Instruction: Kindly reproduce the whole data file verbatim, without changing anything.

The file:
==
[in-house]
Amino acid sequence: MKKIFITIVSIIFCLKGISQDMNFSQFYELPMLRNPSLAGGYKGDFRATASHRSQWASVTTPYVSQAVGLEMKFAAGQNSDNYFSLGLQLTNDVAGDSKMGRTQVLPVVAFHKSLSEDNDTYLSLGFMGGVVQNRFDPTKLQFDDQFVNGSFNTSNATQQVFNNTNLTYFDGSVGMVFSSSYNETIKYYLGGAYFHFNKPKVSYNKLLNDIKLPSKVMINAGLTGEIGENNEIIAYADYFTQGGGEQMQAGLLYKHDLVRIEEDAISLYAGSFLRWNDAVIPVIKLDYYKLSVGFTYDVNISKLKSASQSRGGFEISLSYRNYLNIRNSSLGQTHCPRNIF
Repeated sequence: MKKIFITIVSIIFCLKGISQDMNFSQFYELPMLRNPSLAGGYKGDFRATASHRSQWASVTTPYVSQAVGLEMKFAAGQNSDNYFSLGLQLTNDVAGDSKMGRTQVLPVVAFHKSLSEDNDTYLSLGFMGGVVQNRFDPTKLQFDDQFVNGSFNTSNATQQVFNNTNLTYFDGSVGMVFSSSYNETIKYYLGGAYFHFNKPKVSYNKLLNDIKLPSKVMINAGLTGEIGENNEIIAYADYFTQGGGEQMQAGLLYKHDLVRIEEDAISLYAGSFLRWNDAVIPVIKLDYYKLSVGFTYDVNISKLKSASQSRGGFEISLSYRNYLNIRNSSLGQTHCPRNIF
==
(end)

[in-house]
Amino acid sequence: MKKIFITIVSIIFCLKGISQDMNFSQFYELPMLRNPSLAGGYKGDFRATASHRSQWASVTTPYVSQAVGLEMKFAAGQNSDNYFSLGLQLTNDVAGDSKMGRTQVLPVVAFHKSLSEDNDTYLSLGFMGGVVQNRFDPTKLQFDDQFVNGSFNTSNATQQVFNNTNLTYFDGSVGMVFSSSYNETIKYYLGGAYFHFNKPKVSYNKLLNDIKLPSKVMINAGLTGEIGENNEIIAYADYFTQGGGEQMQAGLLYKHDLVRIEEDAISLYAGSFLRWNDAVIPVIKLDYYKLSVGFTYDVNISKLKSASQSRGGFEISLSYRNYLNIRNSSLGQTHCPRNIF
Repeated sequence: MKKIFITIVSIIFCLKGISQDMNFSQFYELPMLRNPSLAGGYKGDFRATASHRSQWASVTTPYVSQAVGLEMKFAAGQNSDNYFSLGLQLTNDVAGDSKMGRTQVLPVVAFHKSLSEDNDTYLSLGFMGGVVQNRFDPTKLQFDDQFVNGSFNTSNATQQVFNNTNLTYFDGSVGMVFSSSYNETIKYYLGGAYFHFNKPKVSYNKLLNDIKLPSKVMINAGLTGEIGENNEIIAYADYFTQGGGEQMQAGLLYKHDLVRIEEDAISLYAGSFLRWNDAVIPVIKLDYYKLSVGFTYDVNISKLKSASQSRGGFEISLSYRNYLNIRNSSLGQTHCPRNIF